The six locomotives ordered for use on the Lyttelton Line were built in 1928 at the Dick Kerr works of the English Electric Co. in Preston. They were similar in many respects to the Eo locomotives deployed at Otira, but had longer bogies and more powerful motors. They were originally classified E, as were the earlier Otira locomotives, but later became Ec’s, short for Electrics based at Christchurch.

By 1970, the Ec locomotives had reached the end of their working lives and it was decided that the cost of continuing to maintain the sub-station at Woolston and overhauling the existing locomotives or replacing them could not be justified. Another factor against the electrification was the operational cost of marshalling trains at Christchurch and Lyttelton to add or remove the electric locomotives from trains for just a 10 km (6.2 mi) journey. It was decided to dieselise the line, and accordingly the last electric train ran on Friday, 18 September 1970. All electrical infrastructure on the line was subsequently removed.


The suburban passenger trains on the Lyttelton Line made stops at four intermediate stations between Christchurch and Lyttelton. Some of these stations also handled goods traffic.

Distance from Lyttelton Name Location Image Map Notes
0.00 km (0 mi) Lyttelton 43°36′16.64″S 172°43′20.49″E / 43.6046222°S 172.7223583°E / -43.6046222; 172.7223583 Lyttelton railway station 07.JPG
Map of Lyttelton Railway Station, Christchurch, New Zealand.
Last scheduled passenger services ended in 1976 with the cessation of the Steamer Express ferry service. Now incorporates the marshalling yards of the Lyttelton Port. The station building is still in place, and is now used as office accommodation for Tranz Scenic and facilities for KiwiRail operations staff.
2.90 km (1.80 mi) Heathcote 43°34′41.30″S 172°42′28.19″E / 43.5781389°S 172.7078306°E / -43.5781389; 172.7078306 Heathcote railway station 01.JPG Formerly known as The Valley, this station was once renowned for its magnificent station gardens. Little, however, remains to indicate the former presence of a station here. All buildings have been removed, but the platform is still in situ.
5.93 km (3.68 mi) Woolston 43°33′35.79″S 172°40′47.64″E / 43.5599417°S 172.6799000°E / -43.5599417; 172.6799000 Woolston Railway Station 03.JPG Formerly known as Hillsborough after another nearby suburb, this station continues to serve as a freight hub for several adjacent industrial customers. The platform and loading bank remain, though the station building has been demolished.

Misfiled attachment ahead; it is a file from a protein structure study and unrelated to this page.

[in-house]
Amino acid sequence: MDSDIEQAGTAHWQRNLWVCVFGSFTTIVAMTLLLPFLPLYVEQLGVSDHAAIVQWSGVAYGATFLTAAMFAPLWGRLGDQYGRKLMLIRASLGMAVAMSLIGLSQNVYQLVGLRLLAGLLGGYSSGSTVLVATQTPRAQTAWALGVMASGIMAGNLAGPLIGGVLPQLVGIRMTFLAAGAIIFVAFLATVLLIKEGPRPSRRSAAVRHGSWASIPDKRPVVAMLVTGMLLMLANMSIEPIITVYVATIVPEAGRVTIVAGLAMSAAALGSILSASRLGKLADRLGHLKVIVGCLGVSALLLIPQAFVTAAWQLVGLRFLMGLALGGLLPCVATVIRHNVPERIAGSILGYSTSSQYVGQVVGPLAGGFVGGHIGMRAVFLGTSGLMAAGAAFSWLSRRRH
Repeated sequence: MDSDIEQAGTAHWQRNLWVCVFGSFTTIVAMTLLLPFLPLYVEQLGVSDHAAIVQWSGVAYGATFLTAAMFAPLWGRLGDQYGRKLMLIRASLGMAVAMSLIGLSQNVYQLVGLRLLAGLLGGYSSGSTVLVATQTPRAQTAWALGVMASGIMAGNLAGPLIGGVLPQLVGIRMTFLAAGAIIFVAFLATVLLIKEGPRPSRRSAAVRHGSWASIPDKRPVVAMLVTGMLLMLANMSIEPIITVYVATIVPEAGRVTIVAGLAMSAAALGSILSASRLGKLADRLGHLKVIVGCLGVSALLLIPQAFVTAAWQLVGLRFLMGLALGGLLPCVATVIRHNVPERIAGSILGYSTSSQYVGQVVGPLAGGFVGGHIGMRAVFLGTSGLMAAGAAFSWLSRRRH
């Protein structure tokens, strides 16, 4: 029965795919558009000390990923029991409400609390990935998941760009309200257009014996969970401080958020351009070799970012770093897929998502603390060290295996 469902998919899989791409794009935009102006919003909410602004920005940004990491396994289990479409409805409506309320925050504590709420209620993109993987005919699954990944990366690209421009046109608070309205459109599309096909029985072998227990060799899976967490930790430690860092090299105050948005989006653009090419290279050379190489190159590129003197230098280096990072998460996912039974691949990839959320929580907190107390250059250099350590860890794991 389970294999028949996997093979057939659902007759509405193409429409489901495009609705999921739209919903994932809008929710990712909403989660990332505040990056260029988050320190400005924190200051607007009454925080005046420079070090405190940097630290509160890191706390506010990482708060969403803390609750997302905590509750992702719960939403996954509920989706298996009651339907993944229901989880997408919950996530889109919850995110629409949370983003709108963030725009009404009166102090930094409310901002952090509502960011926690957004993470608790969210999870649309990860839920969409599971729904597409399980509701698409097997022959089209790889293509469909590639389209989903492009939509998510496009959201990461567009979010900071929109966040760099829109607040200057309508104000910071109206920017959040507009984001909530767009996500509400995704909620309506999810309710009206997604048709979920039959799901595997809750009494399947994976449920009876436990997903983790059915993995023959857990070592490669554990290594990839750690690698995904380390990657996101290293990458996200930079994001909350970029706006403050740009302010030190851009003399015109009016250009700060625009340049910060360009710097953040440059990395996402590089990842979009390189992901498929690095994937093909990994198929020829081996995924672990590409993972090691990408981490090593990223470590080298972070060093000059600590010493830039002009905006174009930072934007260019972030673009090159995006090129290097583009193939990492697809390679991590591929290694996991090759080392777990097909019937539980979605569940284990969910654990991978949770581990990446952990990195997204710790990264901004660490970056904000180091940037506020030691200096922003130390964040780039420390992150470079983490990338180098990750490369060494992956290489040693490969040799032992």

7.24 km (4.50 mi) Opawa 43°33′9.30″S 172°40′1.10″E / 43.5525833°S 172.6669722°E / -43.5525833; 172.6669722 Opawa railway station 02.JPG Opawa Railway Station Map.png This station served passenger trains for residents of the suburb of Opawa. Nothing of the station remains.
8.38 km (5.21 mi) Linwood 43°32′47.10″S 172°39′22.35″E / 43.5464167°S 172.6562083°E / -43.5464167; 172.6562083 Linwood railway station 02.JPG One of the "younger" stations on the line, Linwood was not built by the provincial council. Today, though nothing remains of the station, it continues to serve in a rail capacity as the location of a locomotive depot.
9.77 km (6.07 mi) Christchurch 43°32′25.18″S 172°38′28″E / 43.5403278°S 172.64111°E / -43.5403278; 172.64111 Christchurch railway station Moorhouse Avenue 04.JPG This was the second site of a Christchurch railway station, following the provincial council’s broad gauge station a short distance away. The building was sold in 1991, and served as a museum and multiplex cinema until its demolition in 2012 following damage due to the earthquakes in 2010 and 2011.

See also[edit]


  • Churchman, Geoffrey B.; Hurst, Tony (2001) [1990]. The Railways of New Zealand: A journey through history (Second ed.). Wellington: Transpress New Zealand. ISBN 0-908876-20-3. 
  • Quail Map Company (1993) [1985]. Yonge, John, ed. New Zealand Railway and Tramway Atlas (Fourth ed.). Exeter: The Quail Map Company. ISBN 0-900609-92-3. 
  • Churchman, Geoffrey B.; Hurst, Tony (1992). South Island Main Trunk. Wellington: IPL Books. ISBN 0-908876-78-5. 
  • Pickering, A. J. Spicer, I. D., ed. Pioneer Electrics: A Survey Of Railway Electrification In The South Island. Christchurch: The Tramway Historical Society. 
  • Bromby, Robin (2003). Olphert, Lorraine, ed. Rails That Built A Nation: An Encyclopedia of New Zealand Railways. Wellington: Grantham House Publishing. ISBN 1-86934-080-9. 
  • Pierre, W. A. (1964). Canterbury Provincial Railways: Genesis Of The N.Z.R. System. Wellington: The New Zealand Railway and Locomotive Society. 


  1. ^ Mahoney, P. J. (1999). New Zealand Railway Memories. Geoffrey Churchman. Wellington: IPL Books. p. 92. ISBN 0-908876-76-9. From inauguration in 1929 to their demise in 1970 the electric trains provided 20 suburban runs each way daily most taking 17 minutes for the 7 mile (10.5 km) trip. 

External links[edit]